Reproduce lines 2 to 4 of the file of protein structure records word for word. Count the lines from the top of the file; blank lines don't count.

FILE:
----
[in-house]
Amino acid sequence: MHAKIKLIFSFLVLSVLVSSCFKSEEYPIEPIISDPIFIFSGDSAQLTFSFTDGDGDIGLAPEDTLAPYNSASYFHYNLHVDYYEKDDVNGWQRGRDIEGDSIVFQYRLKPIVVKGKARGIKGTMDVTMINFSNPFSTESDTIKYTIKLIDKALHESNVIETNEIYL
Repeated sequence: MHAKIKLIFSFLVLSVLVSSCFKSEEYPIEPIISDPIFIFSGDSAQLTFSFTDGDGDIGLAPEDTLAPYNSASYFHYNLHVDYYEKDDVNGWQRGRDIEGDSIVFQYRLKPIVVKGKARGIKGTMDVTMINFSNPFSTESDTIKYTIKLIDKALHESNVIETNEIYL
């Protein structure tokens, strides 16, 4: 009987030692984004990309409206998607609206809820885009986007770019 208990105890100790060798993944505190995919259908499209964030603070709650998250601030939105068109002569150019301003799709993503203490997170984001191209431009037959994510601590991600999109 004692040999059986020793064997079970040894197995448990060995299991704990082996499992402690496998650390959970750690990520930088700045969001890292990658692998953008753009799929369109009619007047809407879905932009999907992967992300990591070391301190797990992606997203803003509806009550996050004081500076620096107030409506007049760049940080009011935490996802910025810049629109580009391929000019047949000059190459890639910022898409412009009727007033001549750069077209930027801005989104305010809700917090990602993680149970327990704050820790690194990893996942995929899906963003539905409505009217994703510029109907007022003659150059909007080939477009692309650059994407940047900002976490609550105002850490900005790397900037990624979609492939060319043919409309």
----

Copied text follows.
Amino acid sequence: MHAKIKLIFSFLVLSVLVSSCFKSEEYPIEPIISDPIFIFSGDSAQLTFSFTDGDGDIGLAPEDTLAPYNSASYFHYNLHVDYYEKDDVNGWQRGRDIEGDSIVFQYRLKPIVVKGKARGIKGTMDVTMINFSNPFSTESDTIKYTIKLIDKALHESNVIETNEIYL
Repeated sequence: MHAKIKLIFSFLVLSVLVSSCFKSEEYPIEPIISDPIFIFSGDSAQLTFSFTDGDGDIGLAPEDTLAPYNSASYFHYNLHVDYYEKDDVNGWQRGRDIEGDSIVFQYRLKPIVVKGKARGIKGTMDVTMINFSNPFSTESDTIKYTIKLIDKALHESNVIETNEIYL
């Protein structure tokens, strides 16, 4: 009987030692984004990309409206998607609206809820885009986007770019 208990105890100790060798993944505190995919259908499209964030603070709650998250601030939105068109002569150019301003799709993503203490997170984001191209431009037959994510601590991600999109 004692040999059986020793064997079970040894197995448990060995299991704990082996499992402690496998650390959970750690990520930088700045969001890292990658692998953008753009799929369109009619007047809407879905932009999907992967992300990591070391301190797990992606997203803003509806009550996050004081500076620096107030409506007049760049940080009011935490996802910025810049629109580009391929000019047949000059190459890639910022898409412009009727007033001549750069077209930027801005989104305010809700917090990602993680149970327990704050820790690194990893996942995929899906963003539905409505009217994703510029109907007022003659150059909007080939477009692309650059994407940047900002976490609550105002850490900005790397900037990624979609492939060319043919409309």